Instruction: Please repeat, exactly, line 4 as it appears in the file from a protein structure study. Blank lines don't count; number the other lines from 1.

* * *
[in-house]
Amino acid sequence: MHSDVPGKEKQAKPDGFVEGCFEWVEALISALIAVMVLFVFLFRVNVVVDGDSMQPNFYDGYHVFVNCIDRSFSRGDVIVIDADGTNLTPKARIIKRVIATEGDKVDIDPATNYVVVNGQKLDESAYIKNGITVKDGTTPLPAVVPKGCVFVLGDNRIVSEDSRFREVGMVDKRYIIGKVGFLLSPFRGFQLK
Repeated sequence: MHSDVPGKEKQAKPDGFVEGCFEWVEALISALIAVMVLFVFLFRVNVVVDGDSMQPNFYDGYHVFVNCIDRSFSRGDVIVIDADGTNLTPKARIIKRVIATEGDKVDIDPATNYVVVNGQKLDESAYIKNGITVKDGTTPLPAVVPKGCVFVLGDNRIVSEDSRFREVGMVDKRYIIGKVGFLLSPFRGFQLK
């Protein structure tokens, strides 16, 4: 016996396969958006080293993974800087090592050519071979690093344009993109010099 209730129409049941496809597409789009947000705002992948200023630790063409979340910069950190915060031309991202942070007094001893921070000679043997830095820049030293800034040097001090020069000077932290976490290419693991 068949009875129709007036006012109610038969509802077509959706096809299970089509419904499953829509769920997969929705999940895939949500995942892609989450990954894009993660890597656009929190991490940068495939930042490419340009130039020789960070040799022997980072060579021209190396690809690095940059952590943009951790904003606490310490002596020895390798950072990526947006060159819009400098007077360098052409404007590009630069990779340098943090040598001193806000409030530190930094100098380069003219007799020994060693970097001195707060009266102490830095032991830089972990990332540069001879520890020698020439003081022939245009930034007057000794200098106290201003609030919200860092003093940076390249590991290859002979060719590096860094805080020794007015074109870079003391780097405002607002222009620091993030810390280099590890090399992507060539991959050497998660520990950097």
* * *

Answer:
């Protein structure tokens, strides 16, 4: 016996396969958006080293993974800087090592050519071979690093344009993109010099 209730129409049941496809597409789009947000705002992948200023630790063409979340910069950190915060031309991202942070007094001893921070000679043997830095820049030293800034040097001090020069000077932290976490290419693991 068949009875129709007036006012109610038969509802077509959706096809299970089509419904499953829509769920997969929705999940895939949500995942892609989450990954894009993660890597656009929190991490940068495939930042490419340009130039020789960070040799022997980072060579021209190396690809690095940059952590943009951790904003606490310490002596020895390798950072990526947006060159819009400098007077360098052409404007590009630069990779340098943090040598001193806000409030530190930094100098380069003219007799020994060693970097001195707060009266102490830095032991830089972990990332540069001879520890020698020439003081022939245009930034007057000794200098106290201003609030919200860092003093940076390249590991290859002979060719590096860094805080020794007015074109870079003391780097405002607002222009620091993030810390280099590890090399992507060539991959050497998660520990950097």